Moscow, Mar 1 (FN Agency) The Russian Direct Investment Fund (RDIF) announced on Monday it would invest, jointly with Finnish state-owned energy company Fortum, in building Russia’s largest solar power plant with a capacity of 166 MW. “RDIF and Fortum, a leading Nordic energy company and a pioneer in solar and wind power generation, are investing in a project to build a solar power plant, with a capacity of 116 MW, in the Republic of Kalmykia. The station will become the largest solar energy facility in Russia. The project will be implemented through a joint venture established by RDIF and Fortum, whose portfolio at the end of 2020 included wind power plants in the Ulyanovsk and Rostov regions with a total capacity of 350 MW,” the fund said in a press release.
According to RDIF, the first stage of the solar power plant, with a capacity of 78 MW, will begin supplying electricity to the wholesale electricity and capacity market in the fourth quarter of the year, with full-scale operations expected to start in the second half of 2022. “The investment in the construction of a solar power plant in Kalmykia is aimed at developing a joint platform with Fortum and creating one of the largest renewable energy players in the Russian Federation. An important part of the project is the use of Russian made equipment. RDIF expects significant growth in the renewable energy segment in Russia in the coming years and intends to make a significant contribution jointly with partners to the creation of new eco-friendly energy capacity,” RDIF CEO Kirill Dmitriev said.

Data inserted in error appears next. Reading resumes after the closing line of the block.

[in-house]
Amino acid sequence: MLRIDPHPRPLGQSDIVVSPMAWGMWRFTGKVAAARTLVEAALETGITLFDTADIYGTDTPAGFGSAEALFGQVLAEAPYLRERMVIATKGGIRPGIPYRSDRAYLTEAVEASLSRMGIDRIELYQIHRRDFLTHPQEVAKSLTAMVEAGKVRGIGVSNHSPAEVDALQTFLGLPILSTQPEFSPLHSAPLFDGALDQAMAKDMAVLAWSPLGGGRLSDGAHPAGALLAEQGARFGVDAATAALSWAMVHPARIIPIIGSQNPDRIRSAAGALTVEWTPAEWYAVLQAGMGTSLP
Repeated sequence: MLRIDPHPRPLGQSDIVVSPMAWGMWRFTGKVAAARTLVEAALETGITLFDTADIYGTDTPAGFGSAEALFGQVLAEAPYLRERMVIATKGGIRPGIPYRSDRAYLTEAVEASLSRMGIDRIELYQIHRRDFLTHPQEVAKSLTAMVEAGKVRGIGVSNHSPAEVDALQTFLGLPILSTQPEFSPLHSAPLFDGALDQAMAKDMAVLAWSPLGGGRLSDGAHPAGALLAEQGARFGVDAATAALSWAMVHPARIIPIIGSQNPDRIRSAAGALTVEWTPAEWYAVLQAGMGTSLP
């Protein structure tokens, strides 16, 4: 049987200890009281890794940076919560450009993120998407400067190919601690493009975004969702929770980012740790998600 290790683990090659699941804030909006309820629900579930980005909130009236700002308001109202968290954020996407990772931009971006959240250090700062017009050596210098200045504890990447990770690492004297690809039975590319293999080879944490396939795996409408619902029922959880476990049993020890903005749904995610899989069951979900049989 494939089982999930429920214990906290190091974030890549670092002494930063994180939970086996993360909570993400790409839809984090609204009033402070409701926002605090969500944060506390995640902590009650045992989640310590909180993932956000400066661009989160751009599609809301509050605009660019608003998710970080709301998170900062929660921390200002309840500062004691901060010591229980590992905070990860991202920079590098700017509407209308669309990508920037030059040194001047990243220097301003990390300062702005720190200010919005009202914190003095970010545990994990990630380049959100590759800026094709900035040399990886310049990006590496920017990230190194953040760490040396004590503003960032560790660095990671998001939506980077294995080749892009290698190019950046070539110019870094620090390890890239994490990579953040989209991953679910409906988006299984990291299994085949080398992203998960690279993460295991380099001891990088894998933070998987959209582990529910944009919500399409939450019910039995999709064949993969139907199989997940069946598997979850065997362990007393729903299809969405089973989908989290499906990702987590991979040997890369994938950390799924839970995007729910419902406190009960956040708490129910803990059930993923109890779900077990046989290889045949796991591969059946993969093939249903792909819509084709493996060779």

Alexander Chuvayev, the head of Fortum’s Russia Division, expressed the belief that the “ambitious joint project” would contribute to “the development of an innovative industry in Russia and the establishment of Kalmykia as one of the leaders in the use of clean, renewable energy.” “Fortum is a consistent supporter of active actions on the climate agenda and is committed to the goals of sustainable development and the principles of responsible investment,” Chuvayev continued.